Liberty Alerts, American Center for Law and Justice
People who live within the confines of an oppressive government system tend to grow angry. This is not a new concept, but online tools are proving that it is now one that cannot be silenced. Social media has proven to be a powerful method of communication. We can now feel personally connected to a struggle that may have otherwise felt distant and alien.
The uprisings in North Africa and the Middle East provoked messages from people on YouTube, Twitter and Facebook. Because of these online tools the world was able to hear the collective voice of those crying out for freedom. We now hear about the rising power of social media all the time. The term “new media” is used constantly. So much in fact that it seems to beg the question of when we can stop calling it “new.”
But recent statements from Undersecretary Caryn Wagner to the Associated Press imply that new media is apparently still very “new” to Department of Homeland Security. Wagner said, “We’re still trying to figure out how you use things like Twitter as a source.” “How do you establish trends and how do you then capture that in an intelligence product?”
Although DHS has an official Twitter account (@DHSgov) as well as a separate “National Terrorism Advisory System” account (@NTASAlerts – no tweets from this one yet), has the Department taken a look at “Trends”? A user can choose to see “Trends” internationally, nationally, and locally. There’s no need to “establish trends” when Twitter does it for you.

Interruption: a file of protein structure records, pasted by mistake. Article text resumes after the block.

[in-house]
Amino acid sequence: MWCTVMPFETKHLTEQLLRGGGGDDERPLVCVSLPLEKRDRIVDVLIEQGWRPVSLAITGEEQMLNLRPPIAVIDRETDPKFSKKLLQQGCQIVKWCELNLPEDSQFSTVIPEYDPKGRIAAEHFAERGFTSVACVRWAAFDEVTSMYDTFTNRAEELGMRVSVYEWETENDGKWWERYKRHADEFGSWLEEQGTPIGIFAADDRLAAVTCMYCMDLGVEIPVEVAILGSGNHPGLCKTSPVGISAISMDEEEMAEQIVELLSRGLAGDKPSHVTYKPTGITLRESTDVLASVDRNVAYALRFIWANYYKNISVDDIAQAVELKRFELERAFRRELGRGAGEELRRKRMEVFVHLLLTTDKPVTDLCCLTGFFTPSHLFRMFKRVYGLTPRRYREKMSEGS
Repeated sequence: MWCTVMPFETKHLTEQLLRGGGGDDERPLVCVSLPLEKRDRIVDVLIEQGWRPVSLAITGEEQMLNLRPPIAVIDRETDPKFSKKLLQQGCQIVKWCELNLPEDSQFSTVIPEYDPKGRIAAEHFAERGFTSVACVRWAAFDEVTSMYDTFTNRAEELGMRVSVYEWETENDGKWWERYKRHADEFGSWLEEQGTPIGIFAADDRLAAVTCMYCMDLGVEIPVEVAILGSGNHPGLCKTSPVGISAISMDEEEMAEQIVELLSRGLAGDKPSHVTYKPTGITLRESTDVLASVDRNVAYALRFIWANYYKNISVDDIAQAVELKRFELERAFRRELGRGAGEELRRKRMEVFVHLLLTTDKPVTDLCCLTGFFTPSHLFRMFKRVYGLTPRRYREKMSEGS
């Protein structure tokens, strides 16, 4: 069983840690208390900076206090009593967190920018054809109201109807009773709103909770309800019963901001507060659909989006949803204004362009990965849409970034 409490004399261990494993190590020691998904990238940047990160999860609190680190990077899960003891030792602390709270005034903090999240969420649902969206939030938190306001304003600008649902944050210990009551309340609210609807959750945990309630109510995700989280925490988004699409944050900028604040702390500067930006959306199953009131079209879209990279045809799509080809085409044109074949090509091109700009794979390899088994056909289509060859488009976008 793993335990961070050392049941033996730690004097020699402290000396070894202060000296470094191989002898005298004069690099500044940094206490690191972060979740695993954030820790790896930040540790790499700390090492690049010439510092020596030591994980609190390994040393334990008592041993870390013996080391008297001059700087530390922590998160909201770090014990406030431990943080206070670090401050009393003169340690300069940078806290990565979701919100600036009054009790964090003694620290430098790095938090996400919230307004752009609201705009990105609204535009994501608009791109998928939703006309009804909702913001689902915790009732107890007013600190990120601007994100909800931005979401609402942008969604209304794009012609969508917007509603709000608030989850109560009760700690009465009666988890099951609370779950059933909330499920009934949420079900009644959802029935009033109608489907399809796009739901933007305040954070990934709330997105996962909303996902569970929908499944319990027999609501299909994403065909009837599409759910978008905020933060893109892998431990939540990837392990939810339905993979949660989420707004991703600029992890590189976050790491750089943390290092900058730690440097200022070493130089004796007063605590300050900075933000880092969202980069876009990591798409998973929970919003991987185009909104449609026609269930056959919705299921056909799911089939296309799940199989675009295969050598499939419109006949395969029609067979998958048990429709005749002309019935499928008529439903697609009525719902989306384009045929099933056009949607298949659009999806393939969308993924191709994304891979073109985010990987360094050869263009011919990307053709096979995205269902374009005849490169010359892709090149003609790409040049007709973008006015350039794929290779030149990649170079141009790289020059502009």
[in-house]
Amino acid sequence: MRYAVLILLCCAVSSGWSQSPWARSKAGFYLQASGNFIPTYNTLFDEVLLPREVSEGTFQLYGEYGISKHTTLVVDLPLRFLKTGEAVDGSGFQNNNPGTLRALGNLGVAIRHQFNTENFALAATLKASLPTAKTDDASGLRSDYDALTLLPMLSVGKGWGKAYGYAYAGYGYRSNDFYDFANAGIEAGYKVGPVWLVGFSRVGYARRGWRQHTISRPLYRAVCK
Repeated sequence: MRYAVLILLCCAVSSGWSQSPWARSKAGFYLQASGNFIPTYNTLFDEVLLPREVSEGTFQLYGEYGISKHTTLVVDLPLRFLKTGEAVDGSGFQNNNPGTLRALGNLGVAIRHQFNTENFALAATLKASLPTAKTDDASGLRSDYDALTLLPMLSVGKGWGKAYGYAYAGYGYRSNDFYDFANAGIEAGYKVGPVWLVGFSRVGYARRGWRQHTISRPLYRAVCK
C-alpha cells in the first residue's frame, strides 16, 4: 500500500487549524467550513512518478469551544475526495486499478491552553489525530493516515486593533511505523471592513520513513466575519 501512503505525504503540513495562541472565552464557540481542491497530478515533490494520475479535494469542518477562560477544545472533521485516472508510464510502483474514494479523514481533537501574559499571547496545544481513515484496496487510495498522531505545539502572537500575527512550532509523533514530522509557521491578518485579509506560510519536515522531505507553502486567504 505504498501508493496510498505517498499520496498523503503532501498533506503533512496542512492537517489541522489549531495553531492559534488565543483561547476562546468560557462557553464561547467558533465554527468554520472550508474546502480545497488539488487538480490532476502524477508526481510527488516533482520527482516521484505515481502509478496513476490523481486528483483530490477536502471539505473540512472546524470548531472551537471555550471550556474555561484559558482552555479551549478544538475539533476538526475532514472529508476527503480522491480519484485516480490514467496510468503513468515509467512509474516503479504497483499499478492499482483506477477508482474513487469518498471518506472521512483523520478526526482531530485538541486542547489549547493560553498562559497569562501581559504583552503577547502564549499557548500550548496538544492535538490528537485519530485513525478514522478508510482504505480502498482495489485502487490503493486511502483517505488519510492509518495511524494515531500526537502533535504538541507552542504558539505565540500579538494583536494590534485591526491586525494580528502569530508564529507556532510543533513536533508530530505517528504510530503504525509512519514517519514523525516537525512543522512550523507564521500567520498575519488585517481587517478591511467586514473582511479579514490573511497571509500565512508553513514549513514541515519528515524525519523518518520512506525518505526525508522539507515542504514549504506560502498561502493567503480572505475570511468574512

Wagner then went on to say that the Department of Homeland Security, established after the 9/11 attacks, is not actively monitoring any social networks. While the CIA, which is not permitted to collect intelligence on “the domestic activities of US citizens,” follows international social media, it is troubling, to say the least, that DHS does not.
While constitutionally protected privacy rights are critical to the foundation of our country, there’s no privacy issue when it comes to the government monitoring a suspicious user-created public Twitter account or public Facebook page.
In the United States, we have a healthy, never-ending discourse about the balance of protecting freedom and providing security. As we heard often in the days following the 9/11 attacks, the Constitution is not “a suicide pact.” Monitoring public social media accounts is no constitutional crisis, but instead, a matter of basic competency.
Used with the permission of the American Center for Law and Justice.